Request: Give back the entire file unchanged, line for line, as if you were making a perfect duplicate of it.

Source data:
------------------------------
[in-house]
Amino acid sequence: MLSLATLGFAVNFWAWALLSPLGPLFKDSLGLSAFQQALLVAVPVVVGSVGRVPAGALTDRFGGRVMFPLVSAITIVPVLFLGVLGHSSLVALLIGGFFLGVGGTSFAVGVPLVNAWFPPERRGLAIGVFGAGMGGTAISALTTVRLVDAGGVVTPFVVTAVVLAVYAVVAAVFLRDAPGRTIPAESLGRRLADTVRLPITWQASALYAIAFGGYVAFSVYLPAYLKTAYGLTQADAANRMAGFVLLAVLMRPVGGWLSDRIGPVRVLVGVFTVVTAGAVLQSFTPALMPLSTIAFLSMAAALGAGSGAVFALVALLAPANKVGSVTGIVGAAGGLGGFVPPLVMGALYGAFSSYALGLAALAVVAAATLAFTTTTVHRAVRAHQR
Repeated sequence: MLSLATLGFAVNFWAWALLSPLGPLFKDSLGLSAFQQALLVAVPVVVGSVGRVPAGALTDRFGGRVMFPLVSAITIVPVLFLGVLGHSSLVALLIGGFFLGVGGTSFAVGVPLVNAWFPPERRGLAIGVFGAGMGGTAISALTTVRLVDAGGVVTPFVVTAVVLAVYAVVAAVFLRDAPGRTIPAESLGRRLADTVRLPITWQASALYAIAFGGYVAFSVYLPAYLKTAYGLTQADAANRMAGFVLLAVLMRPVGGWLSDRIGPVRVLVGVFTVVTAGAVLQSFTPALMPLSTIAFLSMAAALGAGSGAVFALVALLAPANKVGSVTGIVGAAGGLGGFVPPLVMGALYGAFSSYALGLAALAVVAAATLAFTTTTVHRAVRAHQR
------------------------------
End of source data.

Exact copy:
[in-house]
Amino acid sequence: MLSLATLGFAVNFWAWALLSPLGPLFKDSLGLSAFQQALLVAVPVVVGSVGRVPAGALTDRFGGRVMFPLVSAITIVPVLFLGVLGHSSLVALLIGGFFLGVGGTSFAVGVPLVNAWFPPERRGLAIGVFGAGMGGTAISALTTVRLVDAGGVVTPFVVTAVVLAVYAVVAAVFLRDAPGRTIPAESLGRRLADTVRLPITWQASALYAIAFGGYVAFSVYLPAYLKTAYGLTQADAANRMAGFVLLAVLMRPVGGWLSDRIGPVRVLVGVFTVVTAGAVLQSFTPALMPLSTIAFLSMAAALGAGSGAVFALVALLAPANKVGSVTGIVGAAGGLGGFVPPLVMGALYGAFSSYALGLAALAVVAAATLAFTTTTVHRAVRAHQR
Repeated sequence: MLSLATLGFAVNFWAWALLSPLGPLFKDSLGLSAFQQALLVAVPVVVGSVGRVPAGALTDRFGGRVMFPLVSAITIVPVLFLGVLGHSSLVALLIGGFFLGVGGTSFAVGVPLVNAWFPPERRGLAIGVFGAGMGGTAISALTTVRLVDAGGVVTPFVVTAVVLAVYAVVAAVFLRDAPGRTIPAESLGRRLADTVRLPITWQASALYAIAFGGYVAFSVYLPAYLKTAYGLTQADAANRMAGFVLLAVLMRPVGGWLSDRIGPVRVLVGVFTVVTAGAVLQSFTPALMPLSTIAFLSMAAALGAGSGAVFALVALLAPANKVGSVTGIVGAAGGLGGFVPPLVMGALYGAFSSYALGLAALAVVAAATLAFTTTTVHRAVRAHQR